Here Are 5 Vitally Important Issues That Are on the Line in the November Midterms
It remains to be seen whether or not Democrats will be able to recapture the U.S. House of Representatives and/or the U.S. Senate in the November midterms, but if they do, it will a political game-changer. Donald Trump, whatever happens in November, will still be president until January 2021—or perhaps even January 2025 if, God forbid, he wins a second term. But with Democrats dominant in either or both houses of Congress, they would be able to limit or curtail some of the abuses of the Trump administration.
Some prominent right-wingers are predicting that Democrats will perform well in November. Bill Kristol, founder of the Weekly Standard and one of the president’s vocal critics on the right, has asserted that “the chances of Democrats winning both houses are pretty good now.” And even if Democrats only pick up one of the two, it “changes the dynamics for the next two years,” Kristol noted.
Of course, Kristol has very different reasons for opposing Trump than liberals and progressives. Kristol views Trump as someone who is damaging the Republican brand and the conservative movement, and he would no doubt be delighted if former Florida Gov. Jeb Bush or Sen. Marco Rubio were president instead—whereas liberals and progressives are concerned about issues like reproductive freedom, universal health care, the national minimum wage and climate change. And they will have a lot on their minds as November approaches.
Here are five vitally important things that are on the line in the November midterms.
1. Health Care Reform
The outcome in November could very well determine whether or not the Affordable Care Act of 2010, a.k.a. Obamacare, survives in 2019. If Republicans maintain the House and pick up some seats in the Senate, they would likely vote to overturn the ACA. But if Democrats recapture either the House or the Senate, the ACA is safe for now—assuming the U.S. Supreme Court doesn’t declare that the ACA is unconstitutional and rule that insurance companies should be able to conduct business however they see fit (which could happen if Judge Brett Kavanaugh is confirmed—and he probably will be). A Democratic majority in either or both houses of Congress would be more likely to introduce bills promoting universal healthcare (such as Sen. Bernie Sanders’ Medicare-for-all bill of 2017), although they would be merely symbolic because Trump would be able to veto them just as President Barack Obama vetoed GOP-sponsored bills to overturn the ACA.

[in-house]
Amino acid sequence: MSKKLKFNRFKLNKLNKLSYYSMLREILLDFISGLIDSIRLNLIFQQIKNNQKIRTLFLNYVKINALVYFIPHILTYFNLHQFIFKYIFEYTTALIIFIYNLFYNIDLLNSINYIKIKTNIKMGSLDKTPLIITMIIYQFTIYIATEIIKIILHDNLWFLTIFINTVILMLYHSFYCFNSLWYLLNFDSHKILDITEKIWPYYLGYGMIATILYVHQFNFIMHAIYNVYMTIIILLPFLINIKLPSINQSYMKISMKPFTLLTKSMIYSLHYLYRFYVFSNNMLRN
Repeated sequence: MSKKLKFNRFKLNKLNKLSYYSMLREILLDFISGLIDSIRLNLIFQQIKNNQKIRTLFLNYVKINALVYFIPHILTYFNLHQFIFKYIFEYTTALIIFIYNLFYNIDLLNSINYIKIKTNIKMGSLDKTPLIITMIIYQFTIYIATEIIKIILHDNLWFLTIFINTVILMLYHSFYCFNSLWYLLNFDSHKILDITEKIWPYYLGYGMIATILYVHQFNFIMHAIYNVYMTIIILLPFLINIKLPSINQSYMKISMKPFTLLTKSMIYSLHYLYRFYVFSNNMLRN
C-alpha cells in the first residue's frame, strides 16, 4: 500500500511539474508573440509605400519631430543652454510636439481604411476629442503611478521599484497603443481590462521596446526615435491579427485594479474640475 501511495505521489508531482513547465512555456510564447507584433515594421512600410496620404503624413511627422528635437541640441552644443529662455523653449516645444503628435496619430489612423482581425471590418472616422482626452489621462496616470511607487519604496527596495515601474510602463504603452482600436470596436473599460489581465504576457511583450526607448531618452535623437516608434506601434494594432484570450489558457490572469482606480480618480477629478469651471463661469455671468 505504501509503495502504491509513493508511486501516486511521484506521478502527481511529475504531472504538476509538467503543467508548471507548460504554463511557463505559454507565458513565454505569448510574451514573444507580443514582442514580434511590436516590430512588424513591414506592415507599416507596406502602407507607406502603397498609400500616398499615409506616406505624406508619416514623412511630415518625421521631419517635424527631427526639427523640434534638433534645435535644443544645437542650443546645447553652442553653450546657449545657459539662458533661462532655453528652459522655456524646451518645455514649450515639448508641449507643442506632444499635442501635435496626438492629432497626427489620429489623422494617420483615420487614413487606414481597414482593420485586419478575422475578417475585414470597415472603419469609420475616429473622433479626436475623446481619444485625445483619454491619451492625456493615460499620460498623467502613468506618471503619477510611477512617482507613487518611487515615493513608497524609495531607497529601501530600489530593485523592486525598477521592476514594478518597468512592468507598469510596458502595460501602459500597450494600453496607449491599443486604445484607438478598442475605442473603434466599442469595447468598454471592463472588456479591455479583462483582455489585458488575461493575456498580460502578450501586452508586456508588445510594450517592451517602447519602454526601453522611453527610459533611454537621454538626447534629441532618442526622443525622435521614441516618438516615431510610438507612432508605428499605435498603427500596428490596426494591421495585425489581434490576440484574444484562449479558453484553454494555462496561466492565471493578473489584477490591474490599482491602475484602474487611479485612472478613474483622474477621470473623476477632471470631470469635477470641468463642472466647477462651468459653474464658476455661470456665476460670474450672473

2. The U.S. Supreme Court
Even if Democrats recapture the Senate in November, the U.S. Supreme Court will have a right-wing majority for many years to come. But it’s a question of how right-wing. Trump obviously isn’t going to nominate a hardcore liberal to the Supreme Court no matter how well Democrats perform in the midterms; however, a Democratic majority in the Senate would be less likely to sign off on the type of far-right, Antonin Scalia-ish justices Trump has been nominating (although some Democrats did nominate to confirm Trump’s first High Court nominee, Neil Gorsuch). And the compromise in a Trump Supreme Court nominee/Democratic Senate scenario in 2019 or 2020 might be a more libertarian-ish right-winger like Justice Anthony Kennedy or a centrist along the lines of Sandra Day O’Connor. It’s important to remember that Senate Democrats voted to confirm Kennedy in 1987 as a compromise after refusing to vote for Robert Bork, the wingnut that President Ronald Reagan originally had in mind after Justice Lewis F. Powell, Jr. (appointed by President Richard Nixon in 1972) announced his retirement.